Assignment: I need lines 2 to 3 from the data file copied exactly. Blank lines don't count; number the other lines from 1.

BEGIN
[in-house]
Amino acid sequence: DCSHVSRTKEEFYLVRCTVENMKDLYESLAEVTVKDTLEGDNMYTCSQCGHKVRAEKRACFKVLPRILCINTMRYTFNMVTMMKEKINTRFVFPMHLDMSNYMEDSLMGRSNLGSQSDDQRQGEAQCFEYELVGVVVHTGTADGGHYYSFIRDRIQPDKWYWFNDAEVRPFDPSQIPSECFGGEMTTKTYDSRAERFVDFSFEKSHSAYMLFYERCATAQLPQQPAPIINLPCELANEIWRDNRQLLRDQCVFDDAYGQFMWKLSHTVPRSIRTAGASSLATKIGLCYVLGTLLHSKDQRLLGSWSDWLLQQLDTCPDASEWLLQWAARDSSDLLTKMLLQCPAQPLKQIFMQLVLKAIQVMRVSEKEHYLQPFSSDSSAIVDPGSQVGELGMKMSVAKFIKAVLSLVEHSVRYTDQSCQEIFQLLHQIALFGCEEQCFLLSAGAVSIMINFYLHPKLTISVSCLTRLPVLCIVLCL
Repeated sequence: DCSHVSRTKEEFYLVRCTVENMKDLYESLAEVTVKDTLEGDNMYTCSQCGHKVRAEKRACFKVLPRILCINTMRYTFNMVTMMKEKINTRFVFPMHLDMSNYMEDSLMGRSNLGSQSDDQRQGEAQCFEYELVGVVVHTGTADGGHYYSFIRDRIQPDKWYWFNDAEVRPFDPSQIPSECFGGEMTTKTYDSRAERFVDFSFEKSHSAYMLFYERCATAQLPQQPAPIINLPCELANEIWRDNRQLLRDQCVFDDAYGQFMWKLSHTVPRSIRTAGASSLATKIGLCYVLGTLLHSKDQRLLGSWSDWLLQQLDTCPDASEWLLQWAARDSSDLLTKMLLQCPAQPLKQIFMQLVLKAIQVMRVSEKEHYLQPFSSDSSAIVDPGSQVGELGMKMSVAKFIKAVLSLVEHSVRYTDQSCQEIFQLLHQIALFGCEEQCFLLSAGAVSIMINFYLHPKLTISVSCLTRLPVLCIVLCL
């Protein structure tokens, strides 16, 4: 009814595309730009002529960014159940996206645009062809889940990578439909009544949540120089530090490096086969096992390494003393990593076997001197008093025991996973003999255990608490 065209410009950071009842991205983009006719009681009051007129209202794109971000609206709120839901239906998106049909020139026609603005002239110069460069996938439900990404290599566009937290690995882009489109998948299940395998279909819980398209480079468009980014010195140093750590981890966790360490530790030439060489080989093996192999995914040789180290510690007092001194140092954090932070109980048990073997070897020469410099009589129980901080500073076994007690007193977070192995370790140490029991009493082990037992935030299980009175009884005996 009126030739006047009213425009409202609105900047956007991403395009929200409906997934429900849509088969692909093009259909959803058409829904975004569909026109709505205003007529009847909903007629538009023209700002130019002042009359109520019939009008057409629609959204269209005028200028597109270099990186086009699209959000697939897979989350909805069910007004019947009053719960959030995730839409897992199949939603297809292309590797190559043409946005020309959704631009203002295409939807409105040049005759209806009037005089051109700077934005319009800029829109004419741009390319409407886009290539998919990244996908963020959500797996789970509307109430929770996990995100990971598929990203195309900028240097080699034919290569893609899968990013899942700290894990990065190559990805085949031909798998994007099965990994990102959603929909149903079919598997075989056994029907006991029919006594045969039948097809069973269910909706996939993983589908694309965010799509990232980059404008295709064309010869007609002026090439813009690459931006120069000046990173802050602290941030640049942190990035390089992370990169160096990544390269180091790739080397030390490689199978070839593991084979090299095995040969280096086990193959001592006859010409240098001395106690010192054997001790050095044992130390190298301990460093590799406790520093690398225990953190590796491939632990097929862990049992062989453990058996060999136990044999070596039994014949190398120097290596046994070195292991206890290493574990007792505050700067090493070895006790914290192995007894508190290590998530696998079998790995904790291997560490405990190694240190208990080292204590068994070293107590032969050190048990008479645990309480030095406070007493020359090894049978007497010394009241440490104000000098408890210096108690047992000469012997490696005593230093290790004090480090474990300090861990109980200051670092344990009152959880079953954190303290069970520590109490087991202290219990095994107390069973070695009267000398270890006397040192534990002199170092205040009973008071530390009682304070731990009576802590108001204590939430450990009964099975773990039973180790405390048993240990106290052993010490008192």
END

Amino acid sequence: DCSHVSRTKEEFYLVRCTVENMKDLYESLAEVTVKDTLEGDNMYTCSQCGHKVRAEKRACFKVLPRILCINTMRYTFNMVTMMKEKINTRFVFPMHLDMSNYMEDSLMGRSNLGSQSDDQRQGEAQCFEYELVGVVVHTGTADGGHYYSFIRDRIQPDKWYWFNDAEVRPFDPSQIPSECFGGEMTTKTYDSRAERFVDFSFEKSHSAYMLFYERCATAQLPQQPAPIINLPCELANEIWRDNRQLLRDQCVFDDAYGQFMWKLSHTVPRSIRTAGASSLATKIGLCYVLGTLLHSKDQRLLGSWSDWLLQQLDTCPDASEWLLQWAARDSSDLLTKMLLQCPAQPLKQIFMQLVLKAIQVMRVSEKEHYLQPFSSDSSAIVDPGSQVGELGMKMSVAKFIKAVLSLVEHSVRYTDQSCQEIFQLLHQIALFGCEEQCFLLSAGAVSIMINFYLHPKLTISVSCLTRLPVLCIVLCL
Repeated sequence: DCSHVSRTKEEFYLVRCTVENMKDLYESLAEVTVKDTLEGDNMYTCSQCGHKVRAEKRACFKVLPRILCINTMRYTFNMVTMMKEKINTRFVFPMHLDMSNYMEDSLMGRSNLGSQSDDQRQGEAQCFEYELVGVVVHTGTADGGHYYSFIRDRIQPDKWYWFNDAEVRPFDPSQIPSECFGGEMTTKTYDSRAERFVDFSFEKSHSAYMLFYERCATAQLPQQPAPIINLPCELANEIWRDNRQLLRDQCVFDDAYGQFMWKLSHTVPRSIRTAGASSLATKIGLCYVLGTLLHSKDQRLLGSWSDWLLQQLDTCPDASEWLLQWAARDSSDLLTKMLLQCPAQPLKQIFMQLVLKAIQVMRVSEKEHYLQPFSSDSSAIVDPGSQVGELGMKMSVAKFIKAVLSLVEHSVRYTDQSCQEIFQLLHQIALFGCEEQCFLLSAGAVSIMINFYLHPKLTISVSCLTRLPVLCIVLCL